Against Yugoslavia, they had a "revolutionary" win, 6-1 in favour of the Algerians. In Vietnam where the team played several matches, the Algerian sportsmen were received by President Ho Chi Minh. While in China, the team met the Premier of the People's Republic of China Chou En-Lai. In Baghdad, the Iraqi fans went delirious as they invaded the pitch "Congratulations to those who succeeded by the means of sports to tarnish the image of colonial France..." declared the Baghdadis.
And it is at the time of the FLN-Iraq match which was held in Baghdad in February 1959, that for the first time, the Algerian flag was hoisted and their national anthem ‘Kassaman’ was sung. Invited to attend the match, was the ambassador of France who had hastily left before the game as a sign of protest. It was one memorable day, as the team of the FLN had affirmed the colours of the national team of Algeria. That day, the mujahideen-footballers represented their nation with dignity, as they beat the Iraqi team 3-0.
Iraq’s star midfielder Edison Eshay recalls the build up to the event and the game itself. "I remember when we heard that the Algerian team was coming to Baghdad, we knew that in the team there were professional players from the French league. I remember we prepared hard to meet t his challenge. I remember it was one of my best games, we played the best we could, but we could not stop the Algerian players. I also remember Jamoli, our captain & center back played one of his best games. If you think about it, that's about 50 years ago. To me it’s like it was yesterday!! I also know that they were received by the Iraqis like heroes. The fans went crazy that day!
Ten Muslim professional footballers are reported missing", announce the French media.
French newspaper Paris-Match devoted a special part to Mustapha Zitouni, the pillar of the Monaco defence and France, who was to play on Wednesday in a friendly match against Switzerland in preparation for the 1958 World Cup in Sweden. His absence was a big loss to Les Bleus. Like fellow Algerian Rachid Mekhloufi, champion of France in 1957 with AS Saint-Étienne, another player included in the French squad. After the news of their defection, L'Équipe: had this comment: "L'équipe de France remains, even if the word France takes a more narrow meaning." A few days before "the escape" from France, Paul Nicolas, the national coach of France, who qualified for the World cup in Sweden, named a list of 40 players pre-selected to form part of the "22" leaving for Stockholm. On the list appeared the best central defender in the French league, the Algerian Mustapha Zitouni and his compatriot Rachid Mekhloufi, considered by many as the best playmaker in France. These two players were to play for France against Switzerland on Wednesday April 16 at Parc des Princes (The game ended 0-0). The news of their disappearance spread around the world from the radio waves to the TV screens, its effect was like a bomb: Ten Muslim professional players were reported missing. Among them were four internationals - Abdelaziz Bentifour, Mustapha Zitouni, Rachid Mekhloufi and Mohamed Maouche - who played for OGC Nice, AS Monaco, AS Saint-Etienne and Stade Reims, respectively. On April 14, 1958, France learned about the strange disappearance of Rachid Mekhloufi of AS Saint-Etienne, a player who had helped France qualify for the 1958 World Cup and was one of the 40 pre-selected for the championship in Sweden, along with Mustapha Zitouni, Abderrahmane Boubekeur, Abdelaziz Bentifour and Kaddour Bekhloufi, all four from Monaco, Amar Rouaï of Angers, Stade Reims player Mohamed Maouche, Abdelhamid Bouchouk and Saïd Brahimi of Toulouse FC and Abdelhamid Kermali of l'Olympique Lyonnais.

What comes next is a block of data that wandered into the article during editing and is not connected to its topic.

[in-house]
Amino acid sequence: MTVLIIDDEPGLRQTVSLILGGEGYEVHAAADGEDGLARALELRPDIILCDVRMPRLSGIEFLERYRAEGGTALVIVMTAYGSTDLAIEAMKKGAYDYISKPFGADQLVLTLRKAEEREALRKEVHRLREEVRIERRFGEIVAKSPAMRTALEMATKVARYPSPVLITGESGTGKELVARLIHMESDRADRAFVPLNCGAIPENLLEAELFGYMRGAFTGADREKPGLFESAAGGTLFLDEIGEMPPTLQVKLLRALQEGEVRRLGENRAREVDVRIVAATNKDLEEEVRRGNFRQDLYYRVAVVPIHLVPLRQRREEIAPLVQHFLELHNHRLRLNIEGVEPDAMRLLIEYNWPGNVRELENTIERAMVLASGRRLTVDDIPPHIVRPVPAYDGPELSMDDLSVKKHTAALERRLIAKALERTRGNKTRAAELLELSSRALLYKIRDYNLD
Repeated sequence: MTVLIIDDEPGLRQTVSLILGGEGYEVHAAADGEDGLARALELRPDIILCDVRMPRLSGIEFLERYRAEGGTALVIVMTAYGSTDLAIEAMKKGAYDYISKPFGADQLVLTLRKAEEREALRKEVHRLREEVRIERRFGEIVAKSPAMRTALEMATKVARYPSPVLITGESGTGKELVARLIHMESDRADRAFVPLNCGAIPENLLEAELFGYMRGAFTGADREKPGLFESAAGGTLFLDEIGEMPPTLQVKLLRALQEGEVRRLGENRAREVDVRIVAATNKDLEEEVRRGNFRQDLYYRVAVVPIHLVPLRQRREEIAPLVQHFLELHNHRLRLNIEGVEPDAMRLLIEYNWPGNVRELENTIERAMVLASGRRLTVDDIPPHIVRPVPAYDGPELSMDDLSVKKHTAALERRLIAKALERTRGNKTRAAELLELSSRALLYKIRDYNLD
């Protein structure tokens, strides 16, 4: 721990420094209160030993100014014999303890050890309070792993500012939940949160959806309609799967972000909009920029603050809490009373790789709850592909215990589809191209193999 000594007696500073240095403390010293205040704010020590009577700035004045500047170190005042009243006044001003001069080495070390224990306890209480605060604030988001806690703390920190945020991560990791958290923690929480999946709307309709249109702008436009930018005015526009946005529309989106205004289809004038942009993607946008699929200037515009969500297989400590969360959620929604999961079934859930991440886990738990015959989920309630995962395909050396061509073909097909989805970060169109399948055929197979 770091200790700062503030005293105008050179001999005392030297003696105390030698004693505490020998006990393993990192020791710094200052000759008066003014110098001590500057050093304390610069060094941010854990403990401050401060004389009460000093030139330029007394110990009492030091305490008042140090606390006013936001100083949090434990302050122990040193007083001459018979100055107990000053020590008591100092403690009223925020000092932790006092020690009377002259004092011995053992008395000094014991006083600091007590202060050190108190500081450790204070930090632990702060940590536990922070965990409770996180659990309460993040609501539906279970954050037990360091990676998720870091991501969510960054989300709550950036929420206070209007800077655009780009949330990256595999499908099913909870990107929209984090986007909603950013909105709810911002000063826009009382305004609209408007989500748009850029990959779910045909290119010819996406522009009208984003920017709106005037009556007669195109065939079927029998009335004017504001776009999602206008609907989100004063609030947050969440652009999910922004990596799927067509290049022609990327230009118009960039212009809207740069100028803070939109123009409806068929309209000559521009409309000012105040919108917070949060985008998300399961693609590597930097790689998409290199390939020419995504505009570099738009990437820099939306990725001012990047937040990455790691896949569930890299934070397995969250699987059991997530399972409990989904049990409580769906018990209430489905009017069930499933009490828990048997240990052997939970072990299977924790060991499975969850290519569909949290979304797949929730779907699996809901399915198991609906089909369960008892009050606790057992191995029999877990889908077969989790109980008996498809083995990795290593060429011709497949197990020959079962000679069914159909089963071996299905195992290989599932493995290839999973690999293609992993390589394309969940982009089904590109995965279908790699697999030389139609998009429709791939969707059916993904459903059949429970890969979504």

The 10 Algerian players who had decided to travel to Tunis where the provisional Government of the Algerian Republic ‘Gouvernement provisoire de la République algérienne’ (GPRA) was installed, left promising careers behind them. "I did not hesitate" declared Rachid Mekhloufi, the star of the FLN team. Mekhloufi was a world-class footballer. "It was very quickly clear", says Jean Snella, his coach at AS Saint-Etienne and Servette FC in Switzerland. "He was one of these athletes made for football. He was able by his intelligence and his tricky, to draw in his opponent on false tracks.
"To create the unexpected, that he has, is the secret of great footballers. Mekhloufi is the King of the unexpected", confirms Robert Herbin, a former team-mate. "You know, people’s reasons today in terms of career, accolades and money... The World Cup, of course, I thought of it, but it was nothing compared to the independence of my country " Mekhloufi adds.
The FLN did not know about the initiative at first. The Armée de Libération Nationale (ALN) already had their own football team made up of amateurs playing in Tunis. However, Ferhat Abbas, president of the GPRA, would very quickly understand the importance of a team which would represent the nation abroad. "The image of people fighting for their independence", the team of the FLN which would be covered with glory between 1958 and 1962 playing 91 matches, with 65 victories, 13 draws and 13 defeats, scoring 385 goals and conceding 127.